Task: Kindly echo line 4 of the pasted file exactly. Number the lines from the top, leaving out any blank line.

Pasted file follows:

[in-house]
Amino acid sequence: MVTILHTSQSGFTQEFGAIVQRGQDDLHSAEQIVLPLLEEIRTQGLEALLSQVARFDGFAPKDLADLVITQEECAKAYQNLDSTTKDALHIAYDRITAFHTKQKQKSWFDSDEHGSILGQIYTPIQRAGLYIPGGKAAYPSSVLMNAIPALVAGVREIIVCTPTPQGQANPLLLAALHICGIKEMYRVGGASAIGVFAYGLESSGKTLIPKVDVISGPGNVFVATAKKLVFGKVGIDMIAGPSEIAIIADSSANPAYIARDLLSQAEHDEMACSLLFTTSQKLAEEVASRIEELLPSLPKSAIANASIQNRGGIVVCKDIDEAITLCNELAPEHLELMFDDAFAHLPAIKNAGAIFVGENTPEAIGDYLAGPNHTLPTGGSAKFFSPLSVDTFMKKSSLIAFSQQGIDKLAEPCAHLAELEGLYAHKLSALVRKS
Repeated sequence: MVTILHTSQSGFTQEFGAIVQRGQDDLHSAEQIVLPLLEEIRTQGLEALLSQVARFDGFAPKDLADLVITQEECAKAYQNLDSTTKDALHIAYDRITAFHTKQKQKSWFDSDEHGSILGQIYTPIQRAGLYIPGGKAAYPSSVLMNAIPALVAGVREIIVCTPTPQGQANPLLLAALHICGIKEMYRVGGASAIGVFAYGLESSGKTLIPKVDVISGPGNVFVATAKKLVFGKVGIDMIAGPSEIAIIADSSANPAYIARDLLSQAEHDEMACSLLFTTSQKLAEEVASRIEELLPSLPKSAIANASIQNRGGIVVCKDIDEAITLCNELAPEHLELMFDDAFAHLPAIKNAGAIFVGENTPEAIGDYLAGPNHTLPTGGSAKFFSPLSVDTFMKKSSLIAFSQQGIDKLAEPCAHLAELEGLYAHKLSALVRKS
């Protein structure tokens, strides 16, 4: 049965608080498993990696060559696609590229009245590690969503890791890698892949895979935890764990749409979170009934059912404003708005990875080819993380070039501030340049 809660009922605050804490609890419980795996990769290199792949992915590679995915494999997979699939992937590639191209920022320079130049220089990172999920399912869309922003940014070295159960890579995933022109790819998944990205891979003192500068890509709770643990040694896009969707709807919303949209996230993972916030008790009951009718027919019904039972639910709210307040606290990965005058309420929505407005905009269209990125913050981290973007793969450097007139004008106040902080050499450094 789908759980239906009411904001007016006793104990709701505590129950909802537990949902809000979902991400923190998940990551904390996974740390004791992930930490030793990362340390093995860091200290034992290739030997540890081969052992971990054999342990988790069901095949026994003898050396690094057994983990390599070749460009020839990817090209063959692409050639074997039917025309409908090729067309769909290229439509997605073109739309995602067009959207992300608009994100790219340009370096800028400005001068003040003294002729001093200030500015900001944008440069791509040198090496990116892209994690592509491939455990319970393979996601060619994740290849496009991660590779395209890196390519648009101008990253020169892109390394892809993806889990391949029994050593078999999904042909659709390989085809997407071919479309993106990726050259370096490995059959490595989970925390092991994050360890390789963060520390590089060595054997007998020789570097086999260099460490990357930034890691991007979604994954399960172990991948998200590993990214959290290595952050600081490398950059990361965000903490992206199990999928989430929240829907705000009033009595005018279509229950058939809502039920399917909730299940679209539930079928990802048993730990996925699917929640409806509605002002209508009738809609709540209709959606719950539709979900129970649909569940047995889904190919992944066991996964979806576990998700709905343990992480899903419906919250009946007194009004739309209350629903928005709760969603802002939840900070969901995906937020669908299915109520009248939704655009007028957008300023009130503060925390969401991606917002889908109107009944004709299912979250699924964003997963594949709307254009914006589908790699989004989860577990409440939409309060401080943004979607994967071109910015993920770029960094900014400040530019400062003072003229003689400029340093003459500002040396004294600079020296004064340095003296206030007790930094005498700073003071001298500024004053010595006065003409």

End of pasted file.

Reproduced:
């Protein structure tokens, strides 16, 4: 049965608080498993990696060559696609590229009245590690969503890791890698892949895979935890764990749409979170009934059912404003708005990875080819993380070039501030340049 809660009922605050804490609890419980795996990769290199792949992915590679995915494999997979699939992937590639191209920022320079130049220089990172999920399912869309922003940014070295159960890579995933022109790819998944990205891979003192500068890509709770643990040694896009969707709807919303949209996230993972916030008790009951009718027919019904039972639910709210307040606290990965005058309420929505407005905009269209990125913050981290973007793969450097007139004008106040902080050499450094 789908759980239906009411904001007016006793104990709701505590129950909802537990949902809000979902991400923190998940990551904390996974740390004791992930930490030793990362340390093995860091200290034992290739030997540890081969052992971990054999342990988790069901095949026994003898050396690094057994983990390599070749460009020839990817090209063959692409050639074997039917025309409908090729067309769909290229439509997605073109739309995602067009959207992300608009994100790219340009370096800028400005001068003040003294002729001093200030500015900001944008440069791509040198090496990116892209994690592509491939455990319970393979996601060619994740290849496009991660590779395209890196390519648009101008990253020169892109390394892809993806889990391949029994050593078999999904042909659709390989085809997407071919479309993106990726050259370096490995059959490595989970925390092991994050360890390789963060520390590089060595054997007998020789570097086999260099460490990357930034890691991007979604994954399960172990991948998200590993990214959290290595952050600081490398950059990361965000903490992206199990999928989430929240829907705000009033009595005018279509229950058939809502039920399917909730299940679209539930079928990802048993730990996925699917929640409806509605002002209508009738809609709540209709959606719950539709979900129970649909569940047995889904190919992944066991996964979806576990998700709905343990992480899903419906919250009946007194009004739309209350629903928005709760969603802002939840900070969901995906937020669908299915109520009248939704655009007028957008300023009130503060925390969401991606917002889908109107009944004709299912979250699924964003997963594949709307254009914006589908790699989004989860577990409440939409309060401080943004979607994967071109910015993920770029960094900014400040530019400062003072003229003689400029340093003459500002040396004294600079020296004064340095003296206030007790930094005498700073003071001298500024004053010595006065003409």